Its interior features gear pockets to stow headlamps, smartphones, or other smaller pieces of gear. Since it extends to the end of a truck’s tailgate, the opening creates a small area to store backpacks or duffle bags, as well.
One downside is that it doesn’t come with its own floor. This means the bed of the truck stays exposed the entire time. It also isn’t as comfortable as a tent with a built-in floor. We brought along a sleeping bag to help with this.
It’s the most expensive tent on this list, but for anyone who camps often and wants something capable of holding up in extreme conditions, the Kodiak Canvas Truck Bed Tent is the best pick.
Pros: Has a durable canvas exterior, its awning adds protection from the elements, able to be used in nearly any weather condition
Cons: Expensive, doesn’t come with its own floor
The best for rain
When the inevitable rainstorm hits, the Napier Outdoors Sportz tent has you covered with its 6-by-6-foot awning and rear access door, which lets you get inside your truck’s cab without having to step outside.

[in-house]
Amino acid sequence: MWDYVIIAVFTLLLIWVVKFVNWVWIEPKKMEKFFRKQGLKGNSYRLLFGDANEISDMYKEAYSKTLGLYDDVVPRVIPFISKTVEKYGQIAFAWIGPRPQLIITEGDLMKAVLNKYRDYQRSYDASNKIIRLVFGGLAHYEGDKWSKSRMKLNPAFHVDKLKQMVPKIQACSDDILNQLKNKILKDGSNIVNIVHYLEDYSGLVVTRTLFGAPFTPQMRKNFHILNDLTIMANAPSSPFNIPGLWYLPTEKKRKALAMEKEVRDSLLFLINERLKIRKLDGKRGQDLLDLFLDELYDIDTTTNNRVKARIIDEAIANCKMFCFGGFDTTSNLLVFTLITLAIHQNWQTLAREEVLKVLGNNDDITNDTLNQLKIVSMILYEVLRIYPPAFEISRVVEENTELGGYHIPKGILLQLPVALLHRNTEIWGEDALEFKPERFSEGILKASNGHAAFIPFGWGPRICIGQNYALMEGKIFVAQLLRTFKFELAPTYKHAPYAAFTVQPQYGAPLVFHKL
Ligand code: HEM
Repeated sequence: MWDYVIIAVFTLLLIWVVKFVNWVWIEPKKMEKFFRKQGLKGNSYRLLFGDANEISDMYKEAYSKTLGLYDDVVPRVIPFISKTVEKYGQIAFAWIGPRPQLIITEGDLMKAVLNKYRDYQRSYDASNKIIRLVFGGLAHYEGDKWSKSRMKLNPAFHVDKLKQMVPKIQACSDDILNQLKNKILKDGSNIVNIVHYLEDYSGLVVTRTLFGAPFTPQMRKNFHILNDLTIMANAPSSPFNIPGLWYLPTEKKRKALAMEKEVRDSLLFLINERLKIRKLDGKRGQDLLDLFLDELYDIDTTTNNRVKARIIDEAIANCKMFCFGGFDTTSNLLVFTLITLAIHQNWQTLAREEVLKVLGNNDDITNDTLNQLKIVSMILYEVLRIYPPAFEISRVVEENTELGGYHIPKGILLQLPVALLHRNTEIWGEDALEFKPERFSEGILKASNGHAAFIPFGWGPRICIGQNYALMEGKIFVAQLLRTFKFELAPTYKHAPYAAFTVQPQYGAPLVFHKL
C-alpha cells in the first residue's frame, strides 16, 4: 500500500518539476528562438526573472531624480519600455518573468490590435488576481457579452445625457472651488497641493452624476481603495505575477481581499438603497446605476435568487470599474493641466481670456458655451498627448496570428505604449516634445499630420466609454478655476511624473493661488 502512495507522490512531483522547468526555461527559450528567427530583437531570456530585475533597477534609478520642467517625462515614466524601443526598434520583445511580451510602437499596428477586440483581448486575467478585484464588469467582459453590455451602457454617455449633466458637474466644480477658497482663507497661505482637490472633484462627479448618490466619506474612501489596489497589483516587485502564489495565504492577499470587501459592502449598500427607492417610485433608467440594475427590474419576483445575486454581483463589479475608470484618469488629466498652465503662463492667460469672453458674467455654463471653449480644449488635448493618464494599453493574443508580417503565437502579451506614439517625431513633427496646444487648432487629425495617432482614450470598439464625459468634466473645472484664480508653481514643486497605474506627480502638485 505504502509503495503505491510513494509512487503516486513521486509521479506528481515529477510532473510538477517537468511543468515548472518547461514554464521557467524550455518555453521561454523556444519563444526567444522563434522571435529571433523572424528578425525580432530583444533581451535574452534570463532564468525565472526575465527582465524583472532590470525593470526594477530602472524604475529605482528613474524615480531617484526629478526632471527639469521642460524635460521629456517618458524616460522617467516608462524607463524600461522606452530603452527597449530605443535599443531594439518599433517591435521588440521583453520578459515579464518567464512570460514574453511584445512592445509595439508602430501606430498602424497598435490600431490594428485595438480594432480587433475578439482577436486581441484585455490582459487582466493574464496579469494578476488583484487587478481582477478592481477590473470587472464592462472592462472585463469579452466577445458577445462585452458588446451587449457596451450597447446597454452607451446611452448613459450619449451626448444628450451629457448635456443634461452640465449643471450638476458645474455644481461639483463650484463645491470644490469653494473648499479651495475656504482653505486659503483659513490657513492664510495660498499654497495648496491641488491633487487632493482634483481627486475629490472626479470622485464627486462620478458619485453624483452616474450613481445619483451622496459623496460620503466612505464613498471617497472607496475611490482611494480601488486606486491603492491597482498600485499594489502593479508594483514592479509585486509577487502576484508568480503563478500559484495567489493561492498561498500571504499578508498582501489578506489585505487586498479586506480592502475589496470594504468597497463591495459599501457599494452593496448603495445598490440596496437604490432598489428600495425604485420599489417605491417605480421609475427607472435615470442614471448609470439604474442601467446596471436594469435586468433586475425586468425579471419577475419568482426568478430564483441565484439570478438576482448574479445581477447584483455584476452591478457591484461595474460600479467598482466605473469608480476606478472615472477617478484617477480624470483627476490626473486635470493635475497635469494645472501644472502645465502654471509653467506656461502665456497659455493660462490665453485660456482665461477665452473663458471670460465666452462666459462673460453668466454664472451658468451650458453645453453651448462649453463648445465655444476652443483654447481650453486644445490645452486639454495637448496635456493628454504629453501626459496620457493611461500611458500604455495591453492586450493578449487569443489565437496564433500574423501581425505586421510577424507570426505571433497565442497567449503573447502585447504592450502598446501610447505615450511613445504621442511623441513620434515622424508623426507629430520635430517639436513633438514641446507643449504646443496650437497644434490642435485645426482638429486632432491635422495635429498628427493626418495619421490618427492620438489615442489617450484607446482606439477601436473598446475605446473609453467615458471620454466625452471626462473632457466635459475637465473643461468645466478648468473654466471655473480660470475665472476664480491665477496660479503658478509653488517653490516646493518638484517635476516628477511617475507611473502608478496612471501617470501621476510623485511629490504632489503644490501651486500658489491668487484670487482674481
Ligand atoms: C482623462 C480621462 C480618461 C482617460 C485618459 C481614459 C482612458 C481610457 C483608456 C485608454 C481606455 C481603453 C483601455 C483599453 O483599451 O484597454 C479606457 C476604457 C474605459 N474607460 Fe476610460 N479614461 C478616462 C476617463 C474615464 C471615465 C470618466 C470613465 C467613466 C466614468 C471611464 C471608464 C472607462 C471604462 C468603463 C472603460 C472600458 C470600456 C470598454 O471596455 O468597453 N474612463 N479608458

Camping in the rain doesn’t have to be a miserable experience, so long as you’re prepared. With the Napier Outdoor Sportz truck bed tent, being prepared is as simple as pitching a tent. Featuring a nylon exterior, tape-seamed rainfly, and a huge extended awning, this tent offers plenty of protection from inclement weather.
Measuring 5.6 feet in length with 5.5 feet of headroom, the Sportz offers enough interior space for two people plus gear. It even has a built-in gear loft which helps free up valuable floor space. The Sportz also comes with a sewn-in floor, which is considered a luxury for truck-bed tents.